In her own words, the NMO in a hybrid model that “[C]ombines features of both foundation and joint-stock companies.” According to that vision, funders are deprived of most of their voting rights because, in Julia Cagé’s parlance, “The power of money is the principal risk media face today.” Again, that’s an oversimplification. She should consider other hazards: ask journalists or bloggers who write under Islamic dictatorships, or Mexican reporters who must face the terror of drug cartels to do their jobs.

Coming back to her vision:

[The NMO] is inspired in part by the model of great international universities which combine commercial and non-commercial activities. But there is more to it than that. One goal is to secure permanent financing for the media by freezing their capital. A second goal is to limit he decision-making power of outside shareholders with constraining bylaws.

Among those ways and means, Julia Cagé advocates tax breaks to favor investment in media. In France, as in many other countries (she provides insightful details on this subject), there is already an abundance of tax provisions favoring the news business. There, she seems to defend a selective approach: “Some [media companies] are owned by large corporations such as Dassault Aviation, which owns Le Figaro, so why shouldn’t they be taxed like any other corporation?” In other words, if a newspaper is owned by an airplane maker such as Dassault, its media subsidiary should be deprived of any tax exemption. Then, what about Libération, now owned by telecom mogul Patrick Drahi? What about Norwegian group Schibsted that makes tons on money with classified ads, and also operates news organizations under the strictest ethics and guaranteed independence to its editors (I used to be one of them for six years)?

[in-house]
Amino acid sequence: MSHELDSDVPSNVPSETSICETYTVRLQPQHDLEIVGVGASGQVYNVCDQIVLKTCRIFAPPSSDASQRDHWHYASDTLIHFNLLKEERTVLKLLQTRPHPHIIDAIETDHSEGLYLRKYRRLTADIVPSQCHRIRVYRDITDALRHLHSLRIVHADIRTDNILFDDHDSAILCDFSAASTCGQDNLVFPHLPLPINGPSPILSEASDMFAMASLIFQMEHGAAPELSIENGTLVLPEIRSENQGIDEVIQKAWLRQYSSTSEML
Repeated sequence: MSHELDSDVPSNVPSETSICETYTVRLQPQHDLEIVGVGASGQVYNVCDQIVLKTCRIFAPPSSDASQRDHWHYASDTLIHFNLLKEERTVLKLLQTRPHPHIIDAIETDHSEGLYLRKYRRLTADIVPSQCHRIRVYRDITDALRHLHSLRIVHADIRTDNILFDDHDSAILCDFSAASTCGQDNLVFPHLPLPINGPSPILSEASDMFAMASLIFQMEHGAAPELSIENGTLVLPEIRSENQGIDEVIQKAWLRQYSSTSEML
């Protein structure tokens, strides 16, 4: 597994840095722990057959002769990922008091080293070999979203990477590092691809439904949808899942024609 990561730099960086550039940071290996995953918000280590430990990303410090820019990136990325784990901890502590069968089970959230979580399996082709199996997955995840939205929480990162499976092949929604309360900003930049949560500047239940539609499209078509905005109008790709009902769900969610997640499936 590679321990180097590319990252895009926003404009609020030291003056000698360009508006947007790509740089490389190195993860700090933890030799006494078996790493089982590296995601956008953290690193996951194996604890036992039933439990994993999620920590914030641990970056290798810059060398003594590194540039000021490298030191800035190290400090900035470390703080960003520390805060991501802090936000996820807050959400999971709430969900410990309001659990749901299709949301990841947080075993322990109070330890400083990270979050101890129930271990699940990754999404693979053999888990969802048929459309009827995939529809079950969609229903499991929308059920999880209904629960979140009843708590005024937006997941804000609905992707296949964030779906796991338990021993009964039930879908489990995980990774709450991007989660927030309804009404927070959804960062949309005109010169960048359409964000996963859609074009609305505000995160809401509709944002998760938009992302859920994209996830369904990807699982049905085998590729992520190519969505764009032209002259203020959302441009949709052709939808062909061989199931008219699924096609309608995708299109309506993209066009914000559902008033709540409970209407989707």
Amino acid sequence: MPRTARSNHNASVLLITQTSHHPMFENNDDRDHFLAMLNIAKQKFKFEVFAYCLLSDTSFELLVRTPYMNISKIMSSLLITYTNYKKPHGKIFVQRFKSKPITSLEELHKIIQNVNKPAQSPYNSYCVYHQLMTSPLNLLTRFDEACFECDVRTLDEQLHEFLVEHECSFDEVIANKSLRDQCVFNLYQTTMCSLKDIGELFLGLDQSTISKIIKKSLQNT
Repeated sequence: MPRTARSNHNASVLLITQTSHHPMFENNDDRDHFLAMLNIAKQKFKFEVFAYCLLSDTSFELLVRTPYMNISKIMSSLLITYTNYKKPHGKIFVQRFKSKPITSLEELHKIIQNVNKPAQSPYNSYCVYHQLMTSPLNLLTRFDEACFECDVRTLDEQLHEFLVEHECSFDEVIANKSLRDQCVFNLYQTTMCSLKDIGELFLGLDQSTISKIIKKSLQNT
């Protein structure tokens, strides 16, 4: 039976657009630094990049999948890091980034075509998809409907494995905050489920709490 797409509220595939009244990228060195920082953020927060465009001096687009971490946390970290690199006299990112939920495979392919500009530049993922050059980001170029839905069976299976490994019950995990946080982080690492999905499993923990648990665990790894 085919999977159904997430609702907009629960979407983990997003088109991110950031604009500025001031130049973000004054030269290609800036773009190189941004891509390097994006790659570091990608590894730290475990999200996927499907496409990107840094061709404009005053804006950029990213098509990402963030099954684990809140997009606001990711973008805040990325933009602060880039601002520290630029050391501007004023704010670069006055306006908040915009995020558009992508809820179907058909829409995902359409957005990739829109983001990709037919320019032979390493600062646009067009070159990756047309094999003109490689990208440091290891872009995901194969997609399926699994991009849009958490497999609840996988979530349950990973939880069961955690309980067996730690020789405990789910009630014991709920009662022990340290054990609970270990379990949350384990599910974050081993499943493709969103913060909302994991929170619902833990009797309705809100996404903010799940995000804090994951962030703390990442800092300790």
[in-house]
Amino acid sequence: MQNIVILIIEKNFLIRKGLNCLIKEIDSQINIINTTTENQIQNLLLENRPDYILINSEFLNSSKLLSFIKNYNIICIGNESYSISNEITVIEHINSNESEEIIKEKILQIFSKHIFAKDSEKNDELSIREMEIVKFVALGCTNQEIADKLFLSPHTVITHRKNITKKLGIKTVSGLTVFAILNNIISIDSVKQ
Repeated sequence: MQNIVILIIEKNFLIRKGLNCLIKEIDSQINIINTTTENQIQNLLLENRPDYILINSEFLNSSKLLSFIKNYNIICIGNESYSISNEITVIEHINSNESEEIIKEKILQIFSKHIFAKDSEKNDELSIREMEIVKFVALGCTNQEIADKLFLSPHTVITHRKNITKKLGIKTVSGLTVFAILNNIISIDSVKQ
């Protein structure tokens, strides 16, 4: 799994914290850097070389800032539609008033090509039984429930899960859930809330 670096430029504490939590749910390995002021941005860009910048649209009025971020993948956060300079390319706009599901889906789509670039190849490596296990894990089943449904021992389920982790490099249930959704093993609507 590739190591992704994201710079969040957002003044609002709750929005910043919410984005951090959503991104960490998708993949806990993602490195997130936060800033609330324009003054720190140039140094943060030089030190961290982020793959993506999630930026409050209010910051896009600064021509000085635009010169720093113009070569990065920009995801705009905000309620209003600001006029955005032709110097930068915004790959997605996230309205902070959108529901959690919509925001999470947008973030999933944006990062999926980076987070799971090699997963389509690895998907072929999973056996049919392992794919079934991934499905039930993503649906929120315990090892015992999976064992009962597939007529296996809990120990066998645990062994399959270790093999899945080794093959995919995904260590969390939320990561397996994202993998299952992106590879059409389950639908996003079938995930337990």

Cagé most likely did not have enough time to dive further into the reality and diversity of the trade.

When reading her book, one can but wonder what sort of investor—even the best-intentioned kind—would seriously be willing to put money in a system in which most of the decision-power is then transferred to non-investing shareholders (society of readers, groups of individuals donors, staff, and so on…). Every manager in a news organization, wether she operates in the newsroom or in the C-suite, knows that a kolkhoz-like structure where everyone has a say in management decisions is the worst possible option. It prevents any reactivity to unforeseen circumstances (a normal occurrence in today’s fast-changing environment); it hinders risk-taking and the ability to make swift and harsh business decisions if risk-taking is punished; it encourages settling for the lowest common denominator and septic demagoguery, especially when it comes to appointing an editor. It is admittedly difficult to quantify, but my experience says that letting a board of trustees (such as Schibsted’s or others) appoint an editor is a much safer bet than resorting to a “democratic” staff vote that ends up binding the elected editor in a straightjacket of electoral promises. When Julia Cagé cites The Guardian Media Group as a great example of both independence and journalistic excellence, she fails to mention that the paper has burned through £340 million ($480 million) in ten years, a cash bleed that threatens the financial sustainability of its benefactor, the Scott Trust.

Saving The Media is weakened both by its superficiality and its underlying ideology. As an example, she predictably jumps on the anti-Google bandwagon, describing the search giant as “[The] editor-in-chief for newspaper websites.” She disregards the fact that news organizations and Google share mutual, intertwined, interests. Perhaps more importantly, she fails to explore Facebook’s role: Mark Zuckerberg’s company now is indeed the most powerful, universal, and pernicious filter ever encountered by the news industry.

Despite its obvious flaws, and the fact that it is primarily a vector for Julia Cagé’s resolute self-promotion, her work is worth a look in an age when new models must be explored to contribute to the survival of a news sector we love and very much need.

This post originally appeared at Monday Note.